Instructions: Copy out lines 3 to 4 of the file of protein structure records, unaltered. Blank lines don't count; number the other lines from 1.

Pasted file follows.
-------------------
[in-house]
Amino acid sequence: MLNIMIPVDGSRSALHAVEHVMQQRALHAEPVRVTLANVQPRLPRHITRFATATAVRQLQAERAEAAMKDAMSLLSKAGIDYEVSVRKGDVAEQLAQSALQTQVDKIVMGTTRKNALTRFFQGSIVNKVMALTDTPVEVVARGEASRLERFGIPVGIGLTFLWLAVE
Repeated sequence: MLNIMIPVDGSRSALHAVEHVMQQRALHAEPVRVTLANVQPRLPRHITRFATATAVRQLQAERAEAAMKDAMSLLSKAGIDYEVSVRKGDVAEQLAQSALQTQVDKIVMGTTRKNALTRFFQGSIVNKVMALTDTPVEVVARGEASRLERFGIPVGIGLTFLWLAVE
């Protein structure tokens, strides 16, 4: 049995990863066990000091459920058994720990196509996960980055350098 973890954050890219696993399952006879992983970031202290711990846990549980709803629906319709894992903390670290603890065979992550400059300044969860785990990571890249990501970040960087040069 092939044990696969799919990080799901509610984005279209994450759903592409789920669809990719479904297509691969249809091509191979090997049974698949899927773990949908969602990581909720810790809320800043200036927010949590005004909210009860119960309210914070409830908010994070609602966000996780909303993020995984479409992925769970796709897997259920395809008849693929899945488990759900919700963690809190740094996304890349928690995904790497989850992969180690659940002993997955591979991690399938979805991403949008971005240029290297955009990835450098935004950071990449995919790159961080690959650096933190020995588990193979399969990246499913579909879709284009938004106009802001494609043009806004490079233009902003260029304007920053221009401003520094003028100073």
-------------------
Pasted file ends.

Repeated sequence: MLNIMIPVDGSRSALHAVEHVMQQRALHAEPVRVTLANVQPRLPRHITRFATATAVRQLQAERAEAAMKDAMSLLSKAGIDYEVSVRKGDVAEQLAQSALQTQVDKIVMGTTRKNALTRFFQGSIVNKVMALTDTPVEVVARGEASRLERFGIPVGIGLTFLWLAVE
């Protein structure tokens, strides 16, 4: 049995990863066990000091459920058994720990196509996960980055350098 973890954050890219696993399952006879992983970031202290711990846990549980709803629906319709894992903390670290603890065979992550400059300044969860785990990571890249990501970040960087040069 092939044990696969799919990080799901509610984005279209994450759903592409789920669809990719479904297509691969249809091509191979090997049974698949899927773990949908969602990581909720810790809320800043200036927010949590005004909210009860119960309210914070409830908010994070609602966000996780909303993020995984479409992925769970796709897997259920395809008849693929899945488990759900919700963690809190740094996304890349928690995904790497989850992969180690659940002993997955591979991690399938979805991403949008971005240029290297955009990835450098935004950071990449995919790159961080690959650096933190020995588990193979399969990246499913579909879709284009938004106009802001494609043009806004490079233009902003260029304007920053221009401003520094003028100073």